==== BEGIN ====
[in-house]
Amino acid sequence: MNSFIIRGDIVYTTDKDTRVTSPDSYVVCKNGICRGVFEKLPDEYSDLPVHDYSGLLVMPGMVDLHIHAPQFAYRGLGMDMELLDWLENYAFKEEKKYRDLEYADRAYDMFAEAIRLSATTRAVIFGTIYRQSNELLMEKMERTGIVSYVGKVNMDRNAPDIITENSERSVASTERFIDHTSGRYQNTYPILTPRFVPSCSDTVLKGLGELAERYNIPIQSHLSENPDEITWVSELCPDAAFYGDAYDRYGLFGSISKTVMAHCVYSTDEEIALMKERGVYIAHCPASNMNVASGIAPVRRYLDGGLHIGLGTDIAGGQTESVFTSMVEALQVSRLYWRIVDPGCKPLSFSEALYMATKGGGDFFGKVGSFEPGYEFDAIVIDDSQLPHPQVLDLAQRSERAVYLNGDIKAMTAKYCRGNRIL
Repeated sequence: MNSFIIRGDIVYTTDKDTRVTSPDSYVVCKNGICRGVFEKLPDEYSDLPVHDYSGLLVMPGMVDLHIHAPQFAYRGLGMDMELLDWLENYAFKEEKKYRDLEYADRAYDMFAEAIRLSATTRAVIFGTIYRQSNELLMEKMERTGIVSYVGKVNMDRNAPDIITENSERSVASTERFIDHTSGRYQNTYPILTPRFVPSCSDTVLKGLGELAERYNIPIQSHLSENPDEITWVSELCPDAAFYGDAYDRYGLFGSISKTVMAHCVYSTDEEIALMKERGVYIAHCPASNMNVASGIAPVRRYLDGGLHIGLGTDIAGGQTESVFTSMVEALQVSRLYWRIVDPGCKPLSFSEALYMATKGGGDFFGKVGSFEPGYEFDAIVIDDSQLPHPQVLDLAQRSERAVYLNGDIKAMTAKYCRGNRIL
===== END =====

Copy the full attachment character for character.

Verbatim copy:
[in-house]
Amino acid sequence: MNSFIIRGDIVYTTDKDTRVTSPDSYVVCKNGICRGVFEKLPDEYSDLPVHDYSGLLVMPGMVDLHIHAPQFAYRGLGMDMELLDWLENYAFKEEKKYRDLEYADRAYDMFAEAIRLSATTRAVIFGTIYRQSNELLMEKMERTGIVSYVGKVNMDRNAPDIITENSERSVASTERFIDHTSGRYQNTYPILTPRFVPSCSDTVLKGLGELAERYNIPIQSHLSENPDEITWVSELCPDAAFYGDAYDRYGLFGSISKTVMAHCVYSTDEEIALMKERGVYIAHCPASNMNVASGIAPVRRYLDGGLHIGLGTDIAGGQTESVFTSMVEALQVSRLYWRIVDPGCKPLSFSEALYMATKGGGDFFGKVGSFEPGYEFDAIVIDDSQLPHPQVLDLAQRSERAVYLNGDIKAMTAKYCRGNRIL
Repeated sequence: MNSFIIRGDIVYTTDKDTRVTSPDSYVVCKNGICRGVFEKLPDEYSDLPVHDYSGLLVMPGMVDLHIHAPQFAYRGLGMDMELLDWLENYAFKEEKKYRDLEYADRAYDMFAEAIRLSATTRAVIFGTIYRQSNELLMEKMERTGIVSYVGKVNMDRNAPDIITENSERSVASTERFIDHTSGRYQNTYPILTPRFVPSCSDTVLKGLGELAERYNIPIQSHLSENPDEITWVSELCPDAAFYGDAYDRYGLFGSISKTVMAHCVYSTDEEIALMKERGVYIAHCPASNMNVASGIAPVRRYLDGGLHIGLGTDIAGGQTESVFTSMVEALQVSRLYWRIVDPGCKPLSFSEALYMATKGGGDFFGKVGSFEPGYEFDAIVIDDSQLPHPQVLDLAQRSERAVYLNGDIKAMTAKYCRGNRIL